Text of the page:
15 August 44:Operation Anvil (Dragoon) – US 7th Army landed in Southern France in support of the attack in Normandy.
June-August 44: The Soviets crush the German Army Group Center and reach the outskirts of Warsaw.
25 August – 15 September 44: Eisenhower takes over direct control of the ground battle from Montgomery (1 September) and the 21st and 12th Army Groups attacked along a ‘Broad Front’ toward the Rhine River. The 12th Army Group linked up the newly formed 6th AG (Devers) which contained the US 7th and French 1st Armies. Also, the 9th Army (Simpson) is formed in 5 September and clears the rest of Brittany (The port of Brest). General Clark became the 15th AG commander in October.
Operation Market-Garden: 21st AG’s attempt to rapidly cross many rivers/canals in the Netherlands (2 part operation)
17 Sept 44: Operation Market - 101st, 82nd, and 1st British Airborne divisions are dropped to capture a series of bridges located between Arnhem and the British front lines.
17-20 September 44: Operation Garden - British XXX Corps attacks to link up with the Airborne (ABN) units and cross the captured bridges. The XXX Corps is finally stopped after it links up with the US 82nd ABN just short of the British 1st ABN at Arnhem. Only 2,200 of that surrounded division escaped back to British lines.
August – December 44: Soviet offensive to clear the Balkans. Romania and Bulgaria surrender and join the Allies.
Nov 8 – 15 Dec 44: Eisenhower shifted the Main Effort to the 12 AG. Both the 3rd and 7th Armies attacked to the German “West Wall”. This was also the time that 1st Army fights the costly battle of the Hurtgen Forrest. The 9th Army, initially paced between 1st and 3rd Armies, was moved to the 12 AG’s northern boundary. Bradley, anticipating a future transfer of forces to Montgomery, made the shift as he did not want to lose his veteran Army.
Battle of The Bulge and Final German Defeat
Ardennes Offensive (Operation Watch on the Rhine) The Germans massed the 6thSS Panzer, 5th Panzer and 7th Armies for a final counter-attack against the Western Allies. Hitler planned to split the US from the British at the lightest defended portion of the American line – the Ardennes (the same location that they concentrated their panzer forces to defeat the French in 1940). This attack would then continue to the coast and capture the critical supply port of Antwerp. This would become known as the Battle of the Bulge.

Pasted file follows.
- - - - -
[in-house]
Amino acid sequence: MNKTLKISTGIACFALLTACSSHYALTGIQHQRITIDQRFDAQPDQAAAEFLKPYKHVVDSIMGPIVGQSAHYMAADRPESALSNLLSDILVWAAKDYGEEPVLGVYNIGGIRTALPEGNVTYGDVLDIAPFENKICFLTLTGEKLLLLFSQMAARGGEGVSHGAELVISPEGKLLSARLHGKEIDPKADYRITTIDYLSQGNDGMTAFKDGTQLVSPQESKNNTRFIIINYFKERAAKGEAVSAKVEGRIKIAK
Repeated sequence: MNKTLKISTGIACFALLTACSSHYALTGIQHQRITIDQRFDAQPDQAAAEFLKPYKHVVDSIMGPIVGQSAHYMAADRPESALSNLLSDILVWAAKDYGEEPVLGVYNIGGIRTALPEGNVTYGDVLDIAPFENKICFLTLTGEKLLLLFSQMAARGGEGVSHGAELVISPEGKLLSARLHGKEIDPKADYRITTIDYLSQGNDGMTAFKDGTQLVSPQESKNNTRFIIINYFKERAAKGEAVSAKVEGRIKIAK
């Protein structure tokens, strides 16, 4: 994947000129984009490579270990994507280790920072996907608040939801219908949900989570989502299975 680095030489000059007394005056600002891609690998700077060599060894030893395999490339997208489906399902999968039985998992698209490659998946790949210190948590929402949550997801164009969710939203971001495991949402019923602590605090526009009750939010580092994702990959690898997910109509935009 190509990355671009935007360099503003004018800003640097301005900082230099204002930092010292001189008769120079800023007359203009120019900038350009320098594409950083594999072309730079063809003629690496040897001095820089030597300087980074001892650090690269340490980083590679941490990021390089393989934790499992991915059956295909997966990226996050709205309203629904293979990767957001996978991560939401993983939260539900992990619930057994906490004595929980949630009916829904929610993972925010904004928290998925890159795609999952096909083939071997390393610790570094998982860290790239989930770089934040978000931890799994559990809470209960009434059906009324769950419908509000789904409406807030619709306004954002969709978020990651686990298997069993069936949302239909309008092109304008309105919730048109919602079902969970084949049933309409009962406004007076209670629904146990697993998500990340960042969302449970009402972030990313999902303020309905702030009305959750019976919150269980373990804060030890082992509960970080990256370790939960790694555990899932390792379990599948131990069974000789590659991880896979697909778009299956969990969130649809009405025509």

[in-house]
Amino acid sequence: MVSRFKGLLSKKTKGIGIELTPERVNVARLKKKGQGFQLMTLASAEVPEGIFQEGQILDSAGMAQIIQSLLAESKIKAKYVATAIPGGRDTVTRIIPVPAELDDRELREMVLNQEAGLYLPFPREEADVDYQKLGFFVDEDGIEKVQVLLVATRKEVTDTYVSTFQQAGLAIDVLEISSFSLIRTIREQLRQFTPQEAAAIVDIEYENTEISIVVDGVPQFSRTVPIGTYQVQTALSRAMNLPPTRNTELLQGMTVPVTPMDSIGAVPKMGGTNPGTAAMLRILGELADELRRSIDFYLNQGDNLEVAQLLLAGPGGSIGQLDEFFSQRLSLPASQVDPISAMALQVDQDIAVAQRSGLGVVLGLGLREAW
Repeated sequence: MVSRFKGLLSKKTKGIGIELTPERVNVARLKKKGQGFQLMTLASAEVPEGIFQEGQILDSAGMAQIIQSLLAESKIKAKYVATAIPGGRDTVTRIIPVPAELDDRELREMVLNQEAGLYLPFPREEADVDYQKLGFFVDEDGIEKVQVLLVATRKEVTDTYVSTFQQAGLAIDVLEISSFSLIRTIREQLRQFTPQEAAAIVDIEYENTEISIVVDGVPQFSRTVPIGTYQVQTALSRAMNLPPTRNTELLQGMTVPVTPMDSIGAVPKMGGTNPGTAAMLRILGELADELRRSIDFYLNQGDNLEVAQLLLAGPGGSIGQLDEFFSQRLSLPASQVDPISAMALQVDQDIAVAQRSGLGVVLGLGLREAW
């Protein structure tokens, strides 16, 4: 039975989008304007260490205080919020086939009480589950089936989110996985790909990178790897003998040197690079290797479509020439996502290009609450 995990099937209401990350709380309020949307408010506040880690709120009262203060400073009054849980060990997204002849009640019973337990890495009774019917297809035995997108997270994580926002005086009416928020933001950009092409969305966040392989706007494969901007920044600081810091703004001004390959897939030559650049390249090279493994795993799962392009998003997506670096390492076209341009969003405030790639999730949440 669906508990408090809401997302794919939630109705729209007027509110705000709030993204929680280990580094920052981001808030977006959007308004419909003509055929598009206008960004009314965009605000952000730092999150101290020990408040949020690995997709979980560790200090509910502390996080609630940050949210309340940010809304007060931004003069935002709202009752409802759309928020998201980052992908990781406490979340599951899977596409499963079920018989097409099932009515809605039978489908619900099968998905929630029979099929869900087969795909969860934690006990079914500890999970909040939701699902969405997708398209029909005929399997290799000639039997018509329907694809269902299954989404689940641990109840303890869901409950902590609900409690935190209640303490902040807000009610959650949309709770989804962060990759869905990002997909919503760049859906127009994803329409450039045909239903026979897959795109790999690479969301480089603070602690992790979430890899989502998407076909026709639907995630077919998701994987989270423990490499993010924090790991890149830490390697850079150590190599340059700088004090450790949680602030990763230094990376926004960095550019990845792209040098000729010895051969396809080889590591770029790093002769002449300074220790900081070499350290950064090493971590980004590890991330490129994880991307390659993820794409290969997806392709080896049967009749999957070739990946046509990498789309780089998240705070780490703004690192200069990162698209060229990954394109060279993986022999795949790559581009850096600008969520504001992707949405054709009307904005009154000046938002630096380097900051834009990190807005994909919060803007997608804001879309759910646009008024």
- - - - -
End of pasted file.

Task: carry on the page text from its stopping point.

15-24 Dec 44: Battle of the Bulge (1)- Germany attacked and created a ‘bulge’ in the allied line.
As the 1st and 9th Armies are cut off from the 12th AG (due to the ‘bulge’), command of these two armies shift to the 21st AG.
20-21 Dec 44: 3rd Army displaced from its front lines and reoriented to attack into the southern portion of the ‘bulge’. Patton began his attack on 22 December.
26 Dec – 7 Feb 45: Battle of the Bulge (2) - the 12th and 21st AGs pushed the Germans back to their start line.
Jan – Apr 45: The Soviets pushed to the Oder river in the north, followed by attacks in Hungry and Austria in the south.
22 Feb – 21 March: Rhineland Campaign. All Army Groups pushed forward to the Rhine River. By chance, the US 1st Army was able to capture a bridge still intact on 7 March at Remagen and created an unexpected bridgehead on the east side of the Rhine River. (The 1st Army was returned to 12 AG after the Battle of the Bulge)
22 & 23 March: The US 3rd and British 2nd Armies conducted river crossings of the Rhine.
28 March – 7 May: Attack and occupation of Germany. The German Army Group B (Model) is captured in the Rhur Pocket. The 15th AG made a final push to capture the rest of Italy and the US 5th and 7th Armies linked up on 4 May.
15 Apr – 6 May: Soviets attacked into Eastern Germany and captured Berlin. Hitler committed suicide on 30 April and the Germans surrendered on 7 May.